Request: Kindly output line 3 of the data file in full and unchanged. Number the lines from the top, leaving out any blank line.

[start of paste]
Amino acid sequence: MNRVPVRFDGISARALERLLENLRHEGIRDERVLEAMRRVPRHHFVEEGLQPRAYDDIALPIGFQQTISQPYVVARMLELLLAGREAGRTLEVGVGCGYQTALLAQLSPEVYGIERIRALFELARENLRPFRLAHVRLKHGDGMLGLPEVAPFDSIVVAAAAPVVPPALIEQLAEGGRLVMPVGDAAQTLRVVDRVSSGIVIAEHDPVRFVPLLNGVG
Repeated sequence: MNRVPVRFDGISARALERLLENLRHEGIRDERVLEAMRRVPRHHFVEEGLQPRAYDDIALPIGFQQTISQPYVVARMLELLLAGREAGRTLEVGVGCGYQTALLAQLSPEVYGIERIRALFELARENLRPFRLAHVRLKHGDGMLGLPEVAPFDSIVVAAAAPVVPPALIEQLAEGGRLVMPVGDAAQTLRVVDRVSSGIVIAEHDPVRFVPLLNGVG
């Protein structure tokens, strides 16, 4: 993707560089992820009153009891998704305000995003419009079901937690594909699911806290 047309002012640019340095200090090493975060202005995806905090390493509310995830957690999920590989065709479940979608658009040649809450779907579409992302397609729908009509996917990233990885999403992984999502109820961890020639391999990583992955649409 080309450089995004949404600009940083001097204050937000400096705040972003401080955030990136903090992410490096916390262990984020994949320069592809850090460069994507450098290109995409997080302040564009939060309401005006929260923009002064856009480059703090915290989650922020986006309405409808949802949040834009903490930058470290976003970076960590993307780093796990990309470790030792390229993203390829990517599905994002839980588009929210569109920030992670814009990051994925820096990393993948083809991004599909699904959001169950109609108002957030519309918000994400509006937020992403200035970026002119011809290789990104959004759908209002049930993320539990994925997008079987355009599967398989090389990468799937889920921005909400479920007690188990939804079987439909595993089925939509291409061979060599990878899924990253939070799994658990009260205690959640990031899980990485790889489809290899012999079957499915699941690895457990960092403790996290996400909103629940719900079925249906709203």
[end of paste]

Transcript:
């Protein structure tokens, strides 16, 4: 993707560089992820009153009891998704305000995003419009079901937690594909699911806290 047309002012640019340095200090090493975060202005995806905090390493509310995830957690999920590989065709479940979608658009040649809450779907579409992302397609729908009509996917990233990885999403992984999502109820961890020639391999990583992955649409 080309450089995004949404600009940083001097204050937000400096705040972003401080955030990136903090992410490096916390262990984020994949320069592809850090460069994507450098290109995409997080302040564009939060309401005006929260923009002064856009480059703090915290989650922020986006309405409808949802949040834009903490930058470290976003970076960590993307780093796990990309470790030792390229993203390829990517599905994002839980588009929210569109920030992670814009990051994925820096990393993948083809991004599909699904959001169950109609108002957030519309918000994400509006937020992403200035970026002119011809290789990104959004759908209002049930993320539990994925997008079987355009599967398989090389990468799937889920921005909400479920007690188990939804079987439909595993089925939509291409061979060599990878899924990253939070799994658990009260205690959640990031899980990485790889489809290899012999079957499915699941690895457990960092403790996290996400909103629940719900079925249906709203």